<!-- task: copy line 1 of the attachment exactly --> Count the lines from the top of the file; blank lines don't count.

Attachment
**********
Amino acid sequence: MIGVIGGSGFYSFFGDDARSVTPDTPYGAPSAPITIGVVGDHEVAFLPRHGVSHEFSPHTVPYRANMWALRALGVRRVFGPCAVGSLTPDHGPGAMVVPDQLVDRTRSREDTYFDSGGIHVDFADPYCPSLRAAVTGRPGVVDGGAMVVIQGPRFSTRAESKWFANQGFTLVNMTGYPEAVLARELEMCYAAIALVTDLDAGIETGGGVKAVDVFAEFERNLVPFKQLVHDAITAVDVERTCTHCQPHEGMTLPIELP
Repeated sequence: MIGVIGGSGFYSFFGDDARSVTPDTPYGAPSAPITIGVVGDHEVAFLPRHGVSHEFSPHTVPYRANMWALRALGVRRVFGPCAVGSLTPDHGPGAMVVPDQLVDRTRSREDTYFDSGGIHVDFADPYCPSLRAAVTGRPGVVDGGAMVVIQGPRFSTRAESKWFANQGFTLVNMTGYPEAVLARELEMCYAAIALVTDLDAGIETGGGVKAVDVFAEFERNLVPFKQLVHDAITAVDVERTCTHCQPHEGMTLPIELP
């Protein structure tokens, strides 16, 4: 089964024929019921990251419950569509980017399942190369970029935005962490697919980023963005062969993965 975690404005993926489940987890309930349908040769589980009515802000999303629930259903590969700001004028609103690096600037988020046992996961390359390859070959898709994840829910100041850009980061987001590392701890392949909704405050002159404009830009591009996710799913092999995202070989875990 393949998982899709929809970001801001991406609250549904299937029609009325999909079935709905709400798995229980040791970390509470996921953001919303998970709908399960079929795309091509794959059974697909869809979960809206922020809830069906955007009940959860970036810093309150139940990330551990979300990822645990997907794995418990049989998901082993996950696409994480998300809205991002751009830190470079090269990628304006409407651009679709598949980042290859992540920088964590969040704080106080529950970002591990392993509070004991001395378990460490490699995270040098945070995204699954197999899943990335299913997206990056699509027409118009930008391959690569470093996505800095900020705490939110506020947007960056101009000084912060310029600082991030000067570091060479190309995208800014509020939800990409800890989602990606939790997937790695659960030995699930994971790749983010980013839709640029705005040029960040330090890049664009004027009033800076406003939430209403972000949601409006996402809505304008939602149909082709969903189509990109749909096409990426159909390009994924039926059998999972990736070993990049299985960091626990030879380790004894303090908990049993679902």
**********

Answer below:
Amino acid sequence: MIGVIGGSGFYSFFGDDARSVTPDTPYGAPSAPITIGVVGDHEVAFLPRHGVSHEFSPHTVPYRANMWALRALGVRRVFGPCAVGSLTPDHGPGAMVVPDQLVDRTRSREDTYFDSGGIHVDFADPYCPSLRAAVTGRPGVVDGGAMVVIQGPRFSTRAESKWFANQGFTLVNMTGYPEAVLARELEMCYAAIALVTDLDAGIETGGGVKAVDVFAEFERNLVPFKQLVHDAITAVDVERTCTHCQPHEGMTLPIELP